By Ted Roberts, the Scribbler on the Roof

Ted Roberts, the Scribbler on the Roof

Ted Roberts

Her name was Rachel; his was Nathan. Separated by two barstools, they struggled through 20 minutes of awkward conversation before their last names appeared. Greenberg went with Rachel, Cohen with Nathan.

“Hey, you must be Jewish,” blurted out Nathan, a lonely bachelor whose only other date was Channel 15 on a cold, rainy night in April.

“I bet you’re Jewish, too,” she responded.

Well, things were looking up. Nathan now sat beside her, and she smiled at his aggressive move. He’s Jewish, no stranger, she thought.

“What a night for two Jewish buckaroos to be sitting in a western bar in the middle of Manhattan,” Rachel said. “It’s the first night of Passover, you know.”

“Yeah. I’m afraid I’ve neglected ‘my heritage,’ as my father puts it. He lives here in the city, only a few blocks down 57th. My family has a seder every year. They sit around the table, sing childish songs, stuff themselves on a five-course meal, and wait for Elijah, the heavenly visitor, to drop by. I go to a bar. Usually the one over on Eighth and 52nd. This year my mood took me here. Don’t know why. It’s a heck of a coincidence that I’m sitting next to you.”

“Well, I’m alone in the city. My family is back home in Louisville, Kentucky. Like yours, about now they’re sitting down to a huge meal with a week’s supply of calories and cholesterol. Kosher but still deadly. And I’m sure they’re singing silly songs, as you put it. Wish I was there.”

“How seriously do they play out the Elijah game? You know the legend. His visit to every Jewish home on seder night. I remember my old man. He’d put down his wineglass, get all serious and open the front door. ‘Hey, Pop,’ the 8-year-old who was then me would shout, ‘if the ubiquitous Elijah can pop up at 6 million Jewish homes in a single night, he can get through that wood-paneled front door without your help. A decent burglar can do it in a few minutes. Why not challenge the prophet?’ My old man hated it.”

An old gentleman at the end of the bar looked up with a pained expression.

“I guess so,” Rachel said. “Sure, I know the Elijah story. Our rabbi calls it a Midrash, a rabbinic parable, which elevates it a level or two above a legend. It’s one of those unifying articles of faith that every Jew, even the lost ones, enjoys believing. A sweet story, you know. In fact, my rabbi believes that besides visiting many millions of seders on the first night of Pesach, he’s there on Passover night wherever two or more Jews are together.”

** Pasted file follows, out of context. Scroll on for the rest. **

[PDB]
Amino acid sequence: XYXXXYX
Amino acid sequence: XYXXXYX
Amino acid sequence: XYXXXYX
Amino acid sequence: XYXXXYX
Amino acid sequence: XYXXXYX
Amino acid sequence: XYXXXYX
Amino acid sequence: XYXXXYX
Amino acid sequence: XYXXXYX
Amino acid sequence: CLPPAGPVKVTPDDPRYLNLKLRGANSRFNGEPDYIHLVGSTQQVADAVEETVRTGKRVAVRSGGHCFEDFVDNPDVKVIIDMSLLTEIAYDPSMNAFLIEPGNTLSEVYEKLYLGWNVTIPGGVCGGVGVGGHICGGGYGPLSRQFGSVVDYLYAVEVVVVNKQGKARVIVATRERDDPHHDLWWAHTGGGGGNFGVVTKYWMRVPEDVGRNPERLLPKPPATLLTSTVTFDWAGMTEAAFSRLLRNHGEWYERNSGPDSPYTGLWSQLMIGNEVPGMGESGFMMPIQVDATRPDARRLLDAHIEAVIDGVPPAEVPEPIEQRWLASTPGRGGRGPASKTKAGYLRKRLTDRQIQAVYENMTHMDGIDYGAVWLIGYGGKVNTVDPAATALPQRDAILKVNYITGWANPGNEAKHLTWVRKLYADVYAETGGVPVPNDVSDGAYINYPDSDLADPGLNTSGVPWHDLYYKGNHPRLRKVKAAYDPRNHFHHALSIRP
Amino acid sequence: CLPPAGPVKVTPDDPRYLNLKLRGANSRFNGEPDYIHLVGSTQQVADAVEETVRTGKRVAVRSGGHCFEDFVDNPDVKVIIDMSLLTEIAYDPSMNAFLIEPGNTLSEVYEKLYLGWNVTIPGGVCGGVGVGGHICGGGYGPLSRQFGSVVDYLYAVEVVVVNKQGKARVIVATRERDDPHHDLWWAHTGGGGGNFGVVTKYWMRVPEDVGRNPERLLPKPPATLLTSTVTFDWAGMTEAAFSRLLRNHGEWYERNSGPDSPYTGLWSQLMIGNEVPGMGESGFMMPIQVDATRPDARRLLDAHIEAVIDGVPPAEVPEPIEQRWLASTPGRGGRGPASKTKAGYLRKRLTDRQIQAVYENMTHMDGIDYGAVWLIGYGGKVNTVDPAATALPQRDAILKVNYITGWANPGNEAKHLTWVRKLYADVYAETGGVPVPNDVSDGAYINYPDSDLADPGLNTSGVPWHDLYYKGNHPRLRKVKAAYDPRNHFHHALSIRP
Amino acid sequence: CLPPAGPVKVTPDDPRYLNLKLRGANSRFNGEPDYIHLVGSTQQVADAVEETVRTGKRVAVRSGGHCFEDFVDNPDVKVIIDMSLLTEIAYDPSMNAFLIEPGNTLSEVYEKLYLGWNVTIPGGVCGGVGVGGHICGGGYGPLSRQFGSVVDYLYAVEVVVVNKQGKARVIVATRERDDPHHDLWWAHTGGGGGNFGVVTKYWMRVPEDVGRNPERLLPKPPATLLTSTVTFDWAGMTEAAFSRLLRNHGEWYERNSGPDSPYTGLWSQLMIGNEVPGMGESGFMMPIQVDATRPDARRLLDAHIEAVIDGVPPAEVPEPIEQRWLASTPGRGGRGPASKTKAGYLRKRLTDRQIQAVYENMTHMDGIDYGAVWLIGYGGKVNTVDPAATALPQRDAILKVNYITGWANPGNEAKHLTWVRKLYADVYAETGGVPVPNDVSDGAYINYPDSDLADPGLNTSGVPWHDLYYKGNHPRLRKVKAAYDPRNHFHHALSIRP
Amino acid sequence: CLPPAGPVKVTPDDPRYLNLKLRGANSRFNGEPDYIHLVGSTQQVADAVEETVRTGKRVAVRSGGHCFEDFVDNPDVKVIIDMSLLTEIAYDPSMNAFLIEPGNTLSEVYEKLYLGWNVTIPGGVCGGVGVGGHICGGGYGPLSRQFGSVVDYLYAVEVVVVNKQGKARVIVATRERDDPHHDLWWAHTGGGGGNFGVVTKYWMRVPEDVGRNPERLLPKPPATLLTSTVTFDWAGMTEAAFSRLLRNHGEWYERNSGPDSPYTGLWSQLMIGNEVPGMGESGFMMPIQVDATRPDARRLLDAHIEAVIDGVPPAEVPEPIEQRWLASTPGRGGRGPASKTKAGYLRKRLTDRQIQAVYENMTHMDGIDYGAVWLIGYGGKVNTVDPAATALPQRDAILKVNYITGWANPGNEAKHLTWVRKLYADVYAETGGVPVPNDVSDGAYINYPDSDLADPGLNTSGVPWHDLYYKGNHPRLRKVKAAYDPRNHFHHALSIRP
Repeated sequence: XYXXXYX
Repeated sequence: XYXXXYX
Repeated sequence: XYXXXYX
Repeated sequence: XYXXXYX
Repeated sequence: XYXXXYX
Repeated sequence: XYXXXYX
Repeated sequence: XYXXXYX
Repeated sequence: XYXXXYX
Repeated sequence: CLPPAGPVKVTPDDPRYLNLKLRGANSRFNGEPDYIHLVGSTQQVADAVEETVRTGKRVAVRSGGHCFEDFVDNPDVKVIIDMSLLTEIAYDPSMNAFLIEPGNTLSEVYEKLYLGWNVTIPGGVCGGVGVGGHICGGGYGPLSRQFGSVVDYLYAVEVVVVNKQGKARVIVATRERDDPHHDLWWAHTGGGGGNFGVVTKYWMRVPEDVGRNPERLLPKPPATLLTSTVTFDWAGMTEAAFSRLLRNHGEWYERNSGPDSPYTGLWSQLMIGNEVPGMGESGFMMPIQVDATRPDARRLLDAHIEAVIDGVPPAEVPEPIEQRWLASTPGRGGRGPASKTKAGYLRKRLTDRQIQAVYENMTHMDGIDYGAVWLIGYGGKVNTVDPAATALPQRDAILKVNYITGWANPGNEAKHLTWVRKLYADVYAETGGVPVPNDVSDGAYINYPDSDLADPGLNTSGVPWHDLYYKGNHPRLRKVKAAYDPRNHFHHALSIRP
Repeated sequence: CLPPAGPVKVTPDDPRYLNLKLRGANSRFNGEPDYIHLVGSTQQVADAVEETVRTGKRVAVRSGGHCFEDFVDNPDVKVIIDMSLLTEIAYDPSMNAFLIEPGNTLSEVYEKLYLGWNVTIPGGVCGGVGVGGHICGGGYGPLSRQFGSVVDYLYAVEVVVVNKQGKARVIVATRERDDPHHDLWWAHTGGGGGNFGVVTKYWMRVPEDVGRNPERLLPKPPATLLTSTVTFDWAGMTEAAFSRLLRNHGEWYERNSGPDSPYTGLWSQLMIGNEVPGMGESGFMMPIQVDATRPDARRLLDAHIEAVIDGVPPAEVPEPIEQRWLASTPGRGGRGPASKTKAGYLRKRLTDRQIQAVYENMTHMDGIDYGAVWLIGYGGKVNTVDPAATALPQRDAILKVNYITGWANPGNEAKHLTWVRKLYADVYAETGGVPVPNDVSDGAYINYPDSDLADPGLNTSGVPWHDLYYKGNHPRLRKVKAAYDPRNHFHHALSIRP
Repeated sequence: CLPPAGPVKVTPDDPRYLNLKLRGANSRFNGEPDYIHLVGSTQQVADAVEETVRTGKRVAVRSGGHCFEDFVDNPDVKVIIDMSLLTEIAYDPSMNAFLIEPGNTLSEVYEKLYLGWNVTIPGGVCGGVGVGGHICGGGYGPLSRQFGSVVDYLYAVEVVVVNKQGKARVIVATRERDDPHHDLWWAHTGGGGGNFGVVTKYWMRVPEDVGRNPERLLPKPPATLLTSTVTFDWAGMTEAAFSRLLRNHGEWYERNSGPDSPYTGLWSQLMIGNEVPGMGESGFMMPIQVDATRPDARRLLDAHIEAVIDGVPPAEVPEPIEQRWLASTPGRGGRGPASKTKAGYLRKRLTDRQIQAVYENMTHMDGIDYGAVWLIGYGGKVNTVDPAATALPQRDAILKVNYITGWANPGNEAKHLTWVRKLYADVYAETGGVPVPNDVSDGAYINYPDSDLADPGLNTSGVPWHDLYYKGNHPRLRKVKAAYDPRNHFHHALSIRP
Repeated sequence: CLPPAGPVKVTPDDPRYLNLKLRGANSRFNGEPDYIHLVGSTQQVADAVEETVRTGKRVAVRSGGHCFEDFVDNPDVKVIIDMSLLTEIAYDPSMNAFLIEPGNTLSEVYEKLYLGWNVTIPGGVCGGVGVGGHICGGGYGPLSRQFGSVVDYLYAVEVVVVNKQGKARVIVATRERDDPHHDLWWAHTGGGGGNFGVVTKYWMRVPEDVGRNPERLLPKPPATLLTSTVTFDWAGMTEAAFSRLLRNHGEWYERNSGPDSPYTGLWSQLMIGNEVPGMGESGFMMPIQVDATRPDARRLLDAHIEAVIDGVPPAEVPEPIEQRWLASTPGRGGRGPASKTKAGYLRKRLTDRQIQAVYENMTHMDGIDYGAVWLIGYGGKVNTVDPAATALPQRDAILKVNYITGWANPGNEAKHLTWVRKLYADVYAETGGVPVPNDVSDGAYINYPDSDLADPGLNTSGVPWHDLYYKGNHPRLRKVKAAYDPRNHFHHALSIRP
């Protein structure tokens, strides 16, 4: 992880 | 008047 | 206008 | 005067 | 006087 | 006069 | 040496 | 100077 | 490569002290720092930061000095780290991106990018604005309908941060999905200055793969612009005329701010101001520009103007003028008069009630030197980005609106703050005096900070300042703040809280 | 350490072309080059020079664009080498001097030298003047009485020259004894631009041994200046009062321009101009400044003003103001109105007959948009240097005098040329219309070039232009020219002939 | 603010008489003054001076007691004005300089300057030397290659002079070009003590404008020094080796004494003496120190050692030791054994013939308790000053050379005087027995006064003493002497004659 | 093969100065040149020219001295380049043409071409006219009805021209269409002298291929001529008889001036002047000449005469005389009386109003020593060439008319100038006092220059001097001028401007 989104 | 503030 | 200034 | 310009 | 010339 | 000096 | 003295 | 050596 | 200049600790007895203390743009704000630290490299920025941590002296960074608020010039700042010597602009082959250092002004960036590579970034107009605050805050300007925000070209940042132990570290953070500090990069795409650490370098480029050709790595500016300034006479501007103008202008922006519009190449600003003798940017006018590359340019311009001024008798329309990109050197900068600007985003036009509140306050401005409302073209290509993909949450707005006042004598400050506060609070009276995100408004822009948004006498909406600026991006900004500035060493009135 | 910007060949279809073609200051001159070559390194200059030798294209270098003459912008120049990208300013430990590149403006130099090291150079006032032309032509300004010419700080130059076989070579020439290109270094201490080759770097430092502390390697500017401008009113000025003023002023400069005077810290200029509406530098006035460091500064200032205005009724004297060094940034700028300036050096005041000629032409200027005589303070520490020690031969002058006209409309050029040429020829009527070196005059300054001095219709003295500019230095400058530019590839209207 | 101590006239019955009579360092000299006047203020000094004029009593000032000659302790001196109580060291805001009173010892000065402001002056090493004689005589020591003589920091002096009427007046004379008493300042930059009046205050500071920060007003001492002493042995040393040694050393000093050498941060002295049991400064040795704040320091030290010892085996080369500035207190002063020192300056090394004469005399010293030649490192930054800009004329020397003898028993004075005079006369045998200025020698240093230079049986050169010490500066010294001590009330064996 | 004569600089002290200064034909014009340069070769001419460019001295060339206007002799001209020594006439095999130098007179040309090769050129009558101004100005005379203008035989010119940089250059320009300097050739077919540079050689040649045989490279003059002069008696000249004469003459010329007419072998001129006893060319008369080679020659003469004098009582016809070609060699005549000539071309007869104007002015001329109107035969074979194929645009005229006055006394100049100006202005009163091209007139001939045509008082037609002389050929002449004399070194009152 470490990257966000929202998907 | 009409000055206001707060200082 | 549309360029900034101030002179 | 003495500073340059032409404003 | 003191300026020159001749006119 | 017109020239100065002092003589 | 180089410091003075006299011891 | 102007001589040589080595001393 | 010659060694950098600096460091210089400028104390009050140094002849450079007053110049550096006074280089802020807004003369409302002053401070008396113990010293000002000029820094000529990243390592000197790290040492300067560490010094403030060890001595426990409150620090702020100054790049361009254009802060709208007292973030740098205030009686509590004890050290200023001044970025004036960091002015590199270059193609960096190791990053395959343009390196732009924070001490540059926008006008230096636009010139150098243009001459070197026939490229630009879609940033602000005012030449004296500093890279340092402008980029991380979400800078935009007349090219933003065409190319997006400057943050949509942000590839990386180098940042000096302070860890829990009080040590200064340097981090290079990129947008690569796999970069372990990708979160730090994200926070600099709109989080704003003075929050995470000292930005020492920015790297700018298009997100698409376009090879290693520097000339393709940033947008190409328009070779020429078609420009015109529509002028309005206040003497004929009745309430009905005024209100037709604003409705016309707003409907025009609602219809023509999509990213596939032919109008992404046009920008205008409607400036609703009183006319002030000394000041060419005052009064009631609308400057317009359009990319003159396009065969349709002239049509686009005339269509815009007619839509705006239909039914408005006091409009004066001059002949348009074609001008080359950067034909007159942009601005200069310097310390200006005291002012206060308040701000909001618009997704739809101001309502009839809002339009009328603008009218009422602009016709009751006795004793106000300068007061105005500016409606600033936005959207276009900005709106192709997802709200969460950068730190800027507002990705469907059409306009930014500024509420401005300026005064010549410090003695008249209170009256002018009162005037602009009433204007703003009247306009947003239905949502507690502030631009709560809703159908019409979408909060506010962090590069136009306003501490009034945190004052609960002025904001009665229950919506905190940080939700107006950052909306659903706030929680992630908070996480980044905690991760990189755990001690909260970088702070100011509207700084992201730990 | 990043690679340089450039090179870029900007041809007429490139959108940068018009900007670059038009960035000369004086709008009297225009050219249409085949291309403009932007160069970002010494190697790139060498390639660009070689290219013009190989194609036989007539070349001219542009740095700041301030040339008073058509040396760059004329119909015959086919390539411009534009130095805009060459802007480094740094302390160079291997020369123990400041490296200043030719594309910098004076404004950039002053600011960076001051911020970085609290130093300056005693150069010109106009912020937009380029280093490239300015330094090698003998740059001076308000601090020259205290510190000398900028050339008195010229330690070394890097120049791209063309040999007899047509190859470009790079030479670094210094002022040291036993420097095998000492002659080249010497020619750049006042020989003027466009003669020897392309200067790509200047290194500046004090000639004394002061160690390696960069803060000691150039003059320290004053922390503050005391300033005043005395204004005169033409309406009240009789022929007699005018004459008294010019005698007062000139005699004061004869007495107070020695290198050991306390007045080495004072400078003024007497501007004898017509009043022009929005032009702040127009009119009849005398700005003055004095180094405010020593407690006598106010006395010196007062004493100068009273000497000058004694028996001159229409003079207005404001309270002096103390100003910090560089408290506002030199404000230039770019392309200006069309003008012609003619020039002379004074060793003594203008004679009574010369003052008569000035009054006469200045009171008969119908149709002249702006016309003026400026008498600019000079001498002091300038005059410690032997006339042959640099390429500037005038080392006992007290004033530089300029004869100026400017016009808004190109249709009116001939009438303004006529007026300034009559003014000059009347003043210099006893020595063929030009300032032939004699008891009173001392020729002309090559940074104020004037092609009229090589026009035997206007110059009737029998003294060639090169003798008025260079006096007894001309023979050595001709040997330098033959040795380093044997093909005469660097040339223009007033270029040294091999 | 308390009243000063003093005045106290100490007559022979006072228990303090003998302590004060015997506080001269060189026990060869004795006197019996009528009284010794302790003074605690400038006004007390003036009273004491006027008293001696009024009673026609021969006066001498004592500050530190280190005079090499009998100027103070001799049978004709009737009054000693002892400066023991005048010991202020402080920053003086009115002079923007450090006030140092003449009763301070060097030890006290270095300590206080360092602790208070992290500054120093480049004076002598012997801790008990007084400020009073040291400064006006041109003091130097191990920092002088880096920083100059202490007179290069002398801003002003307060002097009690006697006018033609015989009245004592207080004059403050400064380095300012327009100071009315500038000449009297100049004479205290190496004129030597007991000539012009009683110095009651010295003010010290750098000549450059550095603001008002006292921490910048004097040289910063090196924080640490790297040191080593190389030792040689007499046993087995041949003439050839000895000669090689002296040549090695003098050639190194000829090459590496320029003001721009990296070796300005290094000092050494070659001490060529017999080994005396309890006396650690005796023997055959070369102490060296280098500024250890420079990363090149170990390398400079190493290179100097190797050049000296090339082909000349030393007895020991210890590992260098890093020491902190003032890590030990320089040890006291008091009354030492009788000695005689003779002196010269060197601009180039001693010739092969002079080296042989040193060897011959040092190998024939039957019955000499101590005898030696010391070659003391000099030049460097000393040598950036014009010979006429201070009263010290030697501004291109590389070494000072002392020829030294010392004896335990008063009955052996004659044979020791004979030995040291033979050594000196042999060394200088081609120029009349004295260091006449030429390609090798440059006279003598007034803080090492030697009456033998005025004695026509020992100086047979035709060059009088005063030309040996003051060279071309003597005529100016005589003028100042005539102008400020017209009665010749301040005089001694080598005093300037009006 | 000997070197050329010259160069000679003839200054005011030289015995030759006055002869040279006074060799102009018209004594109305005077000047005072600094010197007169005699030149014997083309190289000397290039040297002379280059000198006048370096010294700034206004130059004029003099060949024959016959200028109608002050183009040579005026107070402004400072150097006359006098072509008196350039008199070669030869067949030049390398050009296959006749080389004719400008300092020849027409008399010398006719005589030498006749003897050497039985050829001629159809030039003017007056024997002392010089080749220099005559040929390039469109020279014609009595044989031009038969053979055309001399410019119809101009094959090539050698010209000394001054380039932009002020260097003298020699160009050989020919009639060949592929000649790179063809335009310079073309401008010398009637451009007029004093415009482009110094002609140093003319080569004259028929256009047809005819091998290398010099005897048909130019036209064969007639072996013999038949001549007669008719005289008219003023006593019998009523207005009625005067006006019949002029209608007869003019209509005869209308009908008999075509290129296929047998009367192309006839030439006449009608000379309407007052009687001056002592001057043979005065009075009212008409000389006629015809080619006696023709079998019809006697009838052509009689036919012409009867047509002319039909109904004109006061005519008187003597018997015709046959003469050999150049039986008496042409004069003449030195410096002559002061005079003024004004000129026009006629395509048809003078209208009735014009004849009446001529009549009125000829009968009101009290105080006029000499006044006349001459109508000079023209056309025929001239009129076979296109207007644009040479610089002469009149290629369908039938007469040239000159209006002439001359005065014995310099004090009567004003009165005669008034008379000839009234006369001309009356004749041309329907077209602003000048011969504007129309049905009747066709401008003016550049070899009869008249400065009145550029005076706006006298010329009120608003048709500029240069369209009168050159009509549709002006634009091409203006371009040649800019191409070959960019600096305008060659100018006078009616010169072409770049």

She had been a little loud. She noticed that the old gentleman at the end of the bar had looked up from his drink, a dark purple wine in an ornate silver wineglass. Wonder what they call that drink? Wonder if you get to keep the glass?

Nathan, his arms folded loosely across his chest, had fixed his eyes on her as she talked. She has some spirit, he reflected. How his father’s eyes would gleam with passion to hear her declarations of faith.

Rachel brushed her hair back from her face. “Sorry, I got a little carried away — didn’t mean to preach to you. Let’s talk about something else.”

“No, no, I understand. That first night of Pesach is magic, my old man used to say. Makes you remember who you are. Every Jew, he used to say, had a progenitor, an ancestor, in his direct line who walked dry-shod on the bed of the Red Sea. If he had perished under Egyptian whips or drowned beneath the waves, I, for example, wouldn’t be sitting at this glitzy bar in 21st-century America talking to a young Jewish lady who believes in a resuscitated prophet who makes a million house calls on one spring night.”

“You know what?” she said. “I’d love to go to a seder tonight. And there’s no lamb shank, charoset, parsley or bitter herb at your place or mine, but there is at your father’s place. Why don’t we surprise him? We’ll be just in time to greet Elijah.”

Nathan blinked. And nodded. With her, he had a chance. So, linking his arm in hers, he set out on the longest journey any man can undertake: a journey home.

At the end of the bar, the dignified but poorly dressed patron held up his wine goblet. “There are no coincidences,” he whispered to the goblet. He glanced hurriedly at his watch and left. He had many calls to make.